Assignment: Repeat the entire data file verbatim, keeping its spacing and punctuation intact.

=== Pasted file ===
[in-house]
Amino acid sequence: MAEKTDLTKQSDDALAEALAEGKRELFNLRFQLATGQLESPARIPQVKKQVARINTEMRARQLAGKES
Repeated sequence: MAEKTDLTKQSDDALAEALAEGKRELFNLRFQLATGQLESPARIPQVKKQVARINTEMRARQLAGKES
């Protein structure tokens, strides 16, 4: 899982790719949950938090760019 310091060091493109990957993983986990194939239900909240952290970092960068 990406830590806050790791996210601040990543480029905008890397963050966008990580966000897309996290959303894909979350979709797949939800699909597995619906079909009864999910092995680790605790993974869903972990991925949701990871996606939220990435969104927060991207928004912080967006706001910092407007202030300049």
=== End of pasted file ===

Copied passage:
[in-house]
Amino acid sequence: MAEKTDLTKQSDDALAEALAEGKRELFNLRFQLATGQLESPARIPQVKKQVARINTEMRARQLAGKES
Repeated sequence: MAEKTDLTKQSDDALAEALAEGKRELFNLRFQLATGQLESPARIPQVKKQVARINTEMRARQLAGKES
């Protein structure tokens, strides 16, 4: 899982790719949950938090760019 310091060091493109990957993983986990194939239900909240952290970092960068 990406830590806050790791996210601040990543480029905008890397963050966008990580966000897309996290959303894909979350979709797949939800699909597995619906079909009864999910092995680790605790993974869903972990991925949701990871996606939220990435969104927060991207928004912080967006706001910092407007202030300049």